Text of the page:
Winter Field

Stripe of Sunlight in Winter LandscapeDecember. My baby’s four month anniversary. Christmas rush. Maternal exhaustion.

Guilt has no place here. It’s really the last thing I need. Outside my home, the frost sheaths the brave blades of grass that raise their heads. Inside my home, Christmas lights offer no warmth as I weep and share two huge, aching desires in my heart: to be a mother to my beautiful son and to still keep writing. It feels as though these two dreams are destined to tear at each other, savaging my insides so that I sway from the tumult.

I continue to face depression, compromise, apathy, determination, failure, and a deep hunger to be all I can be, to not let my gifts and talents be thrown under the grinding, unstoppable machine of Motherhood.

“It’s okay to want to raise your son right now. It’s okay to want to use the gifts God has given you,” my friend insists, eyes intent, face filled with love and truth.

I cry.

I’m overwhelmed by the passion to be so much more than I am currently being, sometimes I feel I’m spilling in two while the essence of Elise drains out the cracks and into the ground to leave a colorless, humanoid figure behind.

This I know –

  1. Jesus loves me and nothing will change that.
  2. I will never ever be alone in this world.
  3. God will meet my needs always, because he’s promised this.
  4. My husband loves me faithfully, sacrificially, and tenderly.
  5. My son is gorgeous, joyful, and the manifestation of a hundred delights to me every single day.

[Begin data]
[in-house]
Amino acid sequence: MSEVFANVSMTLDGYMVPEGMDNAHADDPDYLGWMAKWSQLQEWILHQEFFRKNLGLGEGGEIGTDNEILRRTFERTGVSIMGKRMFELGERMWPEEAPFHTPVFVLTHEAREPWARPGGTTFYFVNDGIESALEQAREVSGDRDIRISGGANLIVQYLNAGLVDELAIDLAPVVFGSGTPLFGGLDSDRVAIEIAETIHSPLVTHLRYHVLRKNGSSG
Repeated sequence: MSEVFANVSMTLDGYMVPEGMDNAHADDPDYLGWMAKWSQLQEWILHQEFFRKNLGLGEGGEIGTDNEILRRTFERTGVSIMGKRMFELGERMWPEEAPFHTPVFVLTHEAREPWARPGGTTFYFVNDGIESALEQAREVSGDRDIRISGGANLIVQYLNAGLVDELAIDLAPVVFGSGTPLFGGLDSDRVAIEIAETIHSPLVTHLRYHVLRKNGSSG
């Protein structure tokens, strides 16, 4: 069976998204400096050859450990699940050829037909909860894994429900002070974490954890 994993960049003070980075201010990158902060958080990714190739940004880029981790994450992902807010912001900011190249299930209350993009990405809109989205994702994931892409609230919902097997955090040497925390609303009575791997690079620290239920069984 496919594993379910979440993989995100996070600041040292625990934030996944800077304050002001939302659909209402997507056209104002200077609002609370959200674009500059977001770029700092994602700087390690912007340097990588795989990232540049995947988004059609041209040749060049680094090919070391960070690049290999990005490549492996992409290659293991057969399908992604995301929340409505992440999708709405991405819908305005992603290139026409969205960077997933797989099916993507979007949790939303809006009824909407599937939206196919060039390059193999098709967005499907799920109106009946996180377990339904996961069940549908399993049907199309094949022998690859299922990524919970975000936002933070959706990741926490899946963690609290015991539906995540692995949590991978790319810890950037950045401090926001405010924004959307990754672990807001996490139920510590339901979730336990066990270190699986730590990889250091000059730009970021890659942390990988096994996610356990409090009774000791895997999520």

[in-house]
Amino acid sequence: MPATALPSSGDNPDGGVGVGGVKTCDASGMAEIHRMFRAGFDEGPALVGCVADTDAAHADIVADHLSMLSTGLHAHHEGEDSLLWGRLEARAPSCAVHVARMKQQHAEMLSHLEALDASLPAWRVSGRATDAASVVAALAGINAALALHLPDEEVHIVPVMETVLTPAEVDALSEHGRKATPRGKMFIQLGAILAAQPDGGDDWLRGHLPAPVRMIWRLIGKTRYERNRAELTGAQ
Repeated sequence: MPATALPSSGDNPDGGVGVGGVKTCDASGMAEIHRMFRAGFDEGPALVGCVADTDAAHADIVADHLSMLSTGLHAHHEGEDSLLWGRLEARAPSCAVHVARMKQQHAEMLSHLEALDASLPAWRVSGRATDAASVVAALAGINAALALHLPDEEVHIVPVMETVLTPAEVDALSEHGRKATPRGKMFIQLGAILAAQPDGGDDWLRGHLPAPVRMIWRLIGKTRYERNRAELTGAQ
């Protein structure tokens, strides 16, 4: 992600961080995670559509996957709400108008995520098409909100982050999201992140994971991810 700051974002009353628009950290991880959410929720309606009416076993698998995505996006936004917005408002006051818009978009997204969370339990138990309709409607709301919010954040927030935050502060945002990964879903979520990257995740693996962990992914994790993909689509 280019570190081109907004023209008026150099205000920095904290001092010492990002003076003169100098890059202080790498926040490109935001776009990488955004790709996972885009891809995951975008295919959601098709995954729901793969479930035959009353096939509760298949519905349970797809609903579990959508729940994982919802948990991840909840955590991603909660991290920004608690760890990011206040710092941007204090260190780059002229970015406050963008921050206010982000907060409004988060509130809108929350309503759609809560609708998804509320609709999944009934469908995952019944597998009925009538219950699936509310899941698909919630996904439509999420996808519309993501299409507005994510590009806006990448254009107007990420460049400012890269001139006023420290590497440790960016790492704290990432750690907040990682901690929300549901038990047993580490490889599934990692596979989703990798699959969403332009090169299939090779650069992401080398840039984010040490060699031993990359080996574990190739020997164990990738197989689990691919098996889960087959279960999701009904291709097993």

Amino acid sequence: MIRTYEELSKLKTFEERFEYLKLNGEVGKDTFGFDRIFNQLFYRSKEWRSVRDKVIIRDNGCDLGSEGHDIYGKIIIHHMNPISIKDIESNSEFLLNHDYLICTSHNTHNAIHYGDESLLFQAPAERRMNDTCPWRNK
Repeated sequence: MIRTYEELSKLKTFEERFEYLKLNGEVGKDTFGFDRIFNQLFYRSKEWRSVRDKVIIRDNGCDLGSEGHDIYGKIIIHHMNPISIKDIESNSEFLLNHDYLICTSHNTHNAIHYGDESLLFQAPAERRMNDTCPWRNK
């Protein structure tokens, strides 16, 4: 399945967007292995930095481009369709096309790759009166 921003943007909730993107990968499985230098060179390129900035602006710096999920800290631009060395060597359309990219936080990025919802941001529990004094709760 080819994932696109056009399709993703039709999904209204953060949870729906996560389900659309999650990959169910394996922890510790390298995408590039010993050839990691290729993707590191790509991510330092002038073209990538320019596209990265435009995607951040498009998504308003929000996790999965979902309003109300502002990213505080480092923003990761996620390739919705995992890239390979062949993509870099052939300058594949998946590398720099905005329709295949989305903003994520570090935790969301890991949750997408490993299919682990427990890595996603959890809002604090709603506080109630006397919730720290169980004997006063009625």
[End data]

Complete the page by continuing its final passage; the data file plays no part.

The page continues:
6. I was born to write. Words are part of my soul.
  7. God did not negate the story-telling part of my soul when my son was born. Not even close.
  8. There is much more to the woman I will become than I can see right now. I’m still growing. I’m still being born.

So this new step is spiritual. And existential. And maternal. And creative. And psychological.

This new phase, as I emerge from my cave may be the hardest thing I’ve ever done.

“If there’s a way to figure out how to juggle all this stuff, I know you’re capable,” another friend said to me as he prayed for me. I knew he was right.

I’m tentatively, timidly standing on this frozen ground, growing in courage to find and build the new structure for my life. God help me. God have mercy on me.

I step into the open field of ice and light, and spread my arms wide.

About Elise

Elise Stephens began her career in writing at age six, illustrating her own story books and concocting wild adventures. Stephens counts authors Neil Gaiman, C.S. Lewis, and Margaret Atwood among her literary mentors, and has studied under Orson Scott Card. She dreams often of finding new ways to weave timeless truths into her stories. Her novels include Moonlight and Oranges (2011), Forecast (2013), and Guardian of the Gold Breathers (2015), a finalist for the INDIEFAB Book of the Year. She lives in Seattle with her family. Follow her on Twitter @elisestephens and Author Elise Stephens on Facebook.

Comments

Winter Field — 6 Comments

  1. Hi Lovely Elise. One helps the other. Your mothering job is all encompassing, all consuming, as it should be. But it also feeds beautifully into your writing side. In my late 50’s I am now pulling from my mom-journals, but you will not have to wait that long at all. You are doing it now and we will enjoy watching your journey!
    Susie Klein

    • Susie, I keep trying to tell myself that one helps the other! And then I get impatient when I don’t see it all adding up perfectly in a precise tit for tat. :s Thanks for the encouragement that I needn’t have to wait very long to use my journals and thoughts from motherhood in this. I want to use as much as I can now–and I also don’t want to crash and burn from trying to do too much. Thank you for cheering me on in this part of the journey. It’s hard and I need all the cheers I can get!